“Look at these reviews…”
There’s little point denying the economic realities of mounting a major tour of a big musical – famous faces sell tickets. That two of the faces on the poster for The Producers belong to Phill Jupitus and Ross Noble feels something of a stretch though, given that they’re playing the same role (the latter taking over from the former mid-May) something of a promotional sleight of hand there that perhaps betrays a lack of confidence in the production.
And you can’t help but understand why whilst watching it, and reckoning it is going to be a long four months of a tour. In all honesty, this felt like a misconceived, mis-cast and misunderstood mishap of a mess. Splashing the likes of Jason Manford, Louie Spence and the aforementioned Jupitus against this hugely well-received Mel Brooks musical ought to have been more effective but the Matthew White’s production misses the mark on so many counts.
The worst thing is that there are glimmers of goodness in there, mainly located in the performances of theatrical stalwarts David Bedella and Tiffany Graves as Roger De Bris and Ulla respectively. Their natural stage presence and star quality is joyous to behold in their showcase numbers but as soon as they end, the pizazz rushes out of the show like a forlorn deflating balloon. To follow Graves’ excellent ‘Flaunt It’ with the laboured and lazy slapstick routine that inevitably comes feels like an insult.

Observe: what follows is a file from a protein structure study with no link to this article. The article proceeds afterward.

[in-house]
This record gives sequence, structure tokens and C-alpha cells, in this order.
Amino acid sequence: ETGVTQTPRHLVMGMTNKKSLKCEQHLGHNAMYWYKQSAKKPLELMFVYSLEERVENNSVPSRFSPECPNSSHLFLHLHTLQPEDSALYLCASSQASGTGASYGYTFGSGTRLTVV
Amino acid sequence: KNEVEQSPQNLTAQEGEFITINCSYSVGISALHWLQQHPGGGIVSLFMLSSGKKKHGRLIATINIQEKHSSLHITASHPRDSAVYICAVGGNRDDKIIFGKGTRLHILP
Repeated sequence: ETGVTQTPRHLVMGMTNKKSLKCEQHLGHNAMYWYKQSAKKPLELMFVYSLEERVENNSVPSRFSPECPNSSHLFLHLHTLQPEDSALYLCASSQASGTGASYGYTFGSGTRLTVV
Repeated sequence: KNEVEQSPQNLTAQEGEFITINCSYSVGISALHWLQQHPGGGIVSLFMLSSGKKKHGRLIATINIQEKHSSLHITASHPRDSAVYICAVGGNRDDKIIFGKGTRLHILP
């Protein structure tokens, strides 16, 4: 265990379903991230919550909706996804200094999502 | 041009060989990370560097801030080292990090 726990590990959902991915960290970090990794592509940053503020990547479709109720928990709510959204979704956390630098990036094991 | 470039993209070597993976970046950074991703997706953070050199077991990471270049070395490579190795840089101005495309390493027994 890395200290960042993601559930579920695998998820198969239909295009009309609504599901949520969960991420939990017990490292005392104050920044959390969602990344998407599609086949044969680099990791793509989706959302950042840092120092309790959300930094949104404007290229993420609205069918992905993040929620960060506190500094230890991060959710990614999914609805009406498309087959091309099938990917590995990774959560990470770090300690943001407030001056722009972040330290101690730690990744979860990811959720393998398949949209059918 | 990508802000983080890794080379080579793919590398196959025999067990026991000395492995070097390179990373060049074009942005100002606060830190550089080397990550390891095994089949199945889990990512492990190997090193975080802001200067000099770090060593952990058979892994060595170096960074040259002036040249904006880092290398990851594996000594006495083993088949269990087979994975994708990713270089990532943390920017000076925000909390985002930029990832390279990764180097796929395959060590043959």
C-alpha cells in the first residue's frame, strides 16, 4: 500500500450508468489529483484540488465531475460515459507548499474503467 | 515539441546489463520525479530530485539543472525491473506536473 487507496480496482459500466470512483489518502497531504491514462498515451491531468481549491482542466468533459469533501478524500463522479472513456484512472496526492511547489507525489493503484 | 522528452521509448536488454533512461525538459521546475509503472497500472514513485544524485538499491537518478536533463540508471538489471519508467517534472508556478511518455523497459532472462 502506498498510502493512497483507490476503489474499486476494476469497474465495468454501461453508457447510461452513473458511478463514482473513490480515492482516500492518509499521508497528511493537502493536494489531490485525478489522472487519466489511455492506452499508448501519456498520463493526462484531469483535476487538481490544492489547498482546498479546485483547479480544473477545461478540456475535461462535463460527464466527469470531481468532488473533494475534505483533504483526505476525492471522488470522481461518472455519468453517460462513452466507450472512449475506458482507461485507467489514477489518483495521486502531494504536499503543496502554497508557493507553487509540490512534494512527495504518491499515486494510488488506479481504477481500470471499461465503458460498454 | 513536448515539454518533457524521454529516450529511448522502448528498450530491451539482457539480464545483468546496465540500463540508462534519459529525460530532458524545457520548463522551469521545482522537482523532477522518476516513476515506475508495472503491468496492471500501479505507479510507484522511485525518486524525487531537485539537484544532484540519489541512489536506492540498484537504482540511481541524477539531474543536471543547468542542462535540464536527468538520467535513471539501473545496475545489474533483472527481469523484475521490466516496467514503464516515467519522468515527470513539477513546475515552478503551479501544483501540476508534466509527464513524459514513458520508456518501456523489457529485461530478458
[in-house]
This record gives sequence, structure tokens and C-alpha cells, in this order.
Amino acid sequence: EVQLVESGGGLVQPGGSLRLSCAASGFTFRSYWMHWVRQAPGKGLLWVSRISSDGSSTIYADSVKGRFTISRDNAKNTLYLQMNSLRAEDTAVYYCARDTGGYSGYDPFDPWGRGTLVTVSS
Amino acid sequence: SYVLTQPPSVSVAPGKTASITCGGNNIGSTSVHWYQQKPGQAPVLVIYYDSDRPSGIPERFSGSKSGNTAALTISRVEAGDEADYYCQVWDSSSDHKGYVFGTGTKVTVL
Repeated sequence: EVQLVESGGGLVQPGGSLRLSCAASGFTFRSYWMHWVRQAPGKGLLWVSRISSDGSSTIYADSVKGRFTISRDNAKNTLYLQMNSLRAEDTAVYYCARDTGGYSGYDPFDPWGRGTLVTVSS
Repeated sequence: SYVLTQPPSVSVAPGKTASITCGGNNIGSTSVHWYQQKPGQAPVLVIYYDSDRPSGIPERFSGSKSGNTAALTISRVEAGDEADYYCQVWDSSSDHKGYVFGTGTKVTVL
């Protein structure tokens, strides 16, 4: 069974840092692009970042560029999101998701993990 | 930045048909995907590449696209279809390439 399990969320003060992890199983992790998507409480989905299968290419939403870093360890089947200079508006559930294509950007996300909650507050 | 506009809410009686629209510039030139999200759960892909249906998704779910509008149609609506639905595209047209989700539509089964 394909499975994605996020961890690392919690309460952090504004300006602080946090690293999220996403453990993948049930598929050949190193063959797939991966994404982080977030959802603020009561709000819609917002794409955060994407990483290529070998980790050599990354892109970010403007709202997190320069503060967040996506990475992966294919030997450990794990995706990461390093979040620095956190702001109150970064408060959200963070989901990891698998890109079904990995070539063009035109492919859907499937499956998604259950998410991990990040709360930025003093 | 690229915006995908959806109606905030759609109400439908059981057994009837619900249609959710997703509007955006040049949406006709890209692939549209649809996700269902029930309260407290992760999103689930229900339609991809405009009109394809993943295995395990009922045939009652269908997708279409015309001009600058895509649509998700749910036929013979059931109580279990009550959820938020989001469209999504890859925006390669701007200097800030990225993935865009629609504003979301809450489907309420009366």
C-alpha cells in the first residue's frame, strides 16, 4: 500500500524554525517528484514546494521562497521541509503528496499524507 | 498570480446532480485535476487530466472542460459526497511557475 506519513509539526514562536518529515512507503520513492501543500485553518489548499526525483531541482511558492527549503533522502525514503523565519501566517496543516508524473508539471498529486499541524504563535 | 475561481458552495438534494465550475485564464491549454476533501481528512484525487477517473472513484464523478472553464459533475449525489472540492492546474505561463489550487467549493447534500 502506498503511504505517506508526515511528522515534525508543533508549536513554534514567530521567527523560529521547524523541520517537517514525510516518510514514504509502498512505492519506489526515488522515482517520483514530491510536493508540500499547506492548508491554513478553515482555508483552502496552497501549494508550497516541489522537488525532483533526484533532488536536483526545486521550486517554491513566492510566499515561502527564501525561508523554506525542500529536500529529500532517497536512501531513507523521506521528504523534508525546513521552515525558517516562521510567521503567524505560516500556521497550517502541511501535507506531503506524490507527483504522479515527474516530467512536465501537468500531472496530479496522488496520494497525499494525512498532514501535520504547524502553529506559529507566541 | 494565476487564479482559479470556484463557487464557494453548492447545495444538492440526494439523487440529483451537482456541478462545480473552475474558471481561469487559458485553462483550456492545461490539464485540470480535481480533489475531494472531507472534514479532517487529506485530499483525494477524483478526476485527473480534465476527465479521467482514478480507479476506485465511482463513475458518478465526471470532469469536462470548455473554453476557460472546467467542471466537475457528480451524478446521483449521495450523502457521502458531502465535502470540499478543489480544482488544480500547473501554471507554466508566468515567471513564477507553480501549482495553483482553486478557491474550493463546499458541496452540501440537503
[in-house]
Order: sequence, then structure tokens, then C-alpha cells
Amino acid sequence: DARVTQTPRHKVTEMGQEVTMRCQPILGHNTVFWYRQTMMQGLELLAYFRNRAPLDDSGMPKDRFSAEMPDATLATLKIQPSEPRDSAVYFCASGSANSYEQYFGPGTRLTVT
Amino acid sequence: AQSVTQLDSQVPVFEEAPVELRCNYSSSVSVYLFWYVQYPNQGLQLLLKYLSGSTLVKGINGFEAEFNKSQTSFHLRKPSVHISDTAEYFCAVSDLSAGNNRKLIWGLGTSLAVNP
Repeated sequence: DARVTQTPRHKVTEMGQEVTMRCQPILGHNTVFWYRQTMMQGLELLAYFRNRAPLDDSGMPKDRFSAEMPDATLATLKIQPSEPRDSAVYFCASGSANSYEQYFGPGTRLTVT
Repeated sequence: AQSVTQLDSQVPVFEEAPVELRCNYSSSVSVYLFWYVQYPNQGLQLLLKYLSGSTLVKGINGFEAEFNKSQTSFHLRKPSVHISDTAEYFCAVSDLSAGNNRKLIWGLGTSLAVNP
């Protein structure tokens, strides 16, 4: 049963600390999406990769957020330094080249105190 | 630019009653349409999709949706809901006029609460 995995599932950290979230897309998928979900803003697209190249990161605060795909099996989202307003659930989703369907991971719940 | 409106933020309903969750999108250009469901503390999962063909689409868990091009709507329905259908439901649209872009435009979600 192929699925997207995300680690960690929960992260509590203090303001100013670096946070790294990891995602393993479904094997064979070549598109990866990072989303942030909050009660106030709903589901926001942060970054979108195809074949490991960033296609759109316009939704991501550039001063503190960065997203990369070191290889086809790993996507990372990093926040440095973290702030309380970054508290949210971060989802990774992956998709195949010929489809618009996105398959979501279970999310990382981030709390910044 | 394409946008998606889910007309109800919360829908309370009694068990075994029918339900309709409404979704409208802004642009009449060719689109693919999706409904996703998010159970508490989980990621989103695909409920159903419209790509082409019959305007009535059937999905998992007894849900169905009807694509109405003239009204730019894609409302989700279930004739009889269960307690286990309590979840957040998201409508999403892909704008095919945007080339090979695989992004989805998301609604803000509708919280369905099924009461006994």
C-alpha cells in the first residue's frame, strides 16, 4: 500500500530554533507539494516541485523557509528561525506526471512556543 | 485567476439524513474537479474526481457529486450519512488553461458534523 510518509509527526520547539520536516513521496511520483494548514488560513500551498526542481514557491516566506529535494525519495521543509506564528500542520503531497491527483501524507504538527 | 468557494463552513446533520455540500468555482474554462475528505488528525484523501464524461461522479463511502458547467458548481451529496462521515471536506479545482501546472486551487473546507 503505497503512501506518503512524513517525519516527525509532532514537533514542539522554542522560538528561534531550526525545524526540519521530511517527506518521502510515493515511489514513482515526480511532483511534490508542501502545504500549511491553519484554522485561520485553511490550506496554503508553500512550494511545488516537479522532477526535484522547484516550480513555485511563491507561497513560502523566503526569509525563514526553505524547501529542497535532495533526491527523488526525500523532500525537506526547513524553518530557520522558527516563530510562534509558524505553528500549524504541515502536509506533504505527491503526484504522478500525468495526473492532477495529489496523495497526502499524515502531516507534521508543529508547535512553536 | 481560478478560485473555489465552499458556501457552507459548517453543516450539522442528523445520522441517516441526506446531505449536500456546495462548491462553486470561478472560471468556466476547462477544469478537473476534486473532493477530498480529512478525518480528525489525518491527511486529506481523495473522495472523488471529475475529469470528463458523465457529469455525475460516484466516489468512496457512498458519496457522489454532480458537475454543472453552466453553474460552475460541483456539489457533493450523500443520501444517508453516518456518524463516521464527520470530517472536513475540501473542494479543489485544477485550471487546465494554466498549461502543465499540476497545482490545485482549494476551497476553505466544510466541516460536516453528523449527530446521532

Likewise with Louie Spence’s barely controlled antics as Carmen Ghia. White’s (necessarily?) light touch direction leaves him to prance around in his inimitable style but when such indulgence is followed by the tightly drilled moves of the company delivering another of Lee Proud’s routines, it simply shows him – and thus the production as a whole – up as a fraud. Phill Jupitus’ Franz Liebkind falls into a similar trap of an uninspired retread of a familiar persona, adding nothing vibrant or vital to the show at large.
Perhaps the show will improve throughout the run, finding a better equilibrium between what is expected from TV personalities and what a stage musical actually needs to really work. Not least, Manford will have to learn to deal better with onstage snafus rather than constantly working the gormless rabbit in the headlights look for Bloom, and work on showing more of a personality to engage with English’s proficient Bialystock, a role he’s been understudying, covering and playing for nearly 10 years now.
This being the first time I have seen the show might have had some impact – being familiar with the work might skew opinions another way and I should note the audience reaction around me was positive. But for me (and my two companions), this Producers was a shonky enough show that it would have rivalled Springtime for Hitler as a choice for the producers’ surefire flop.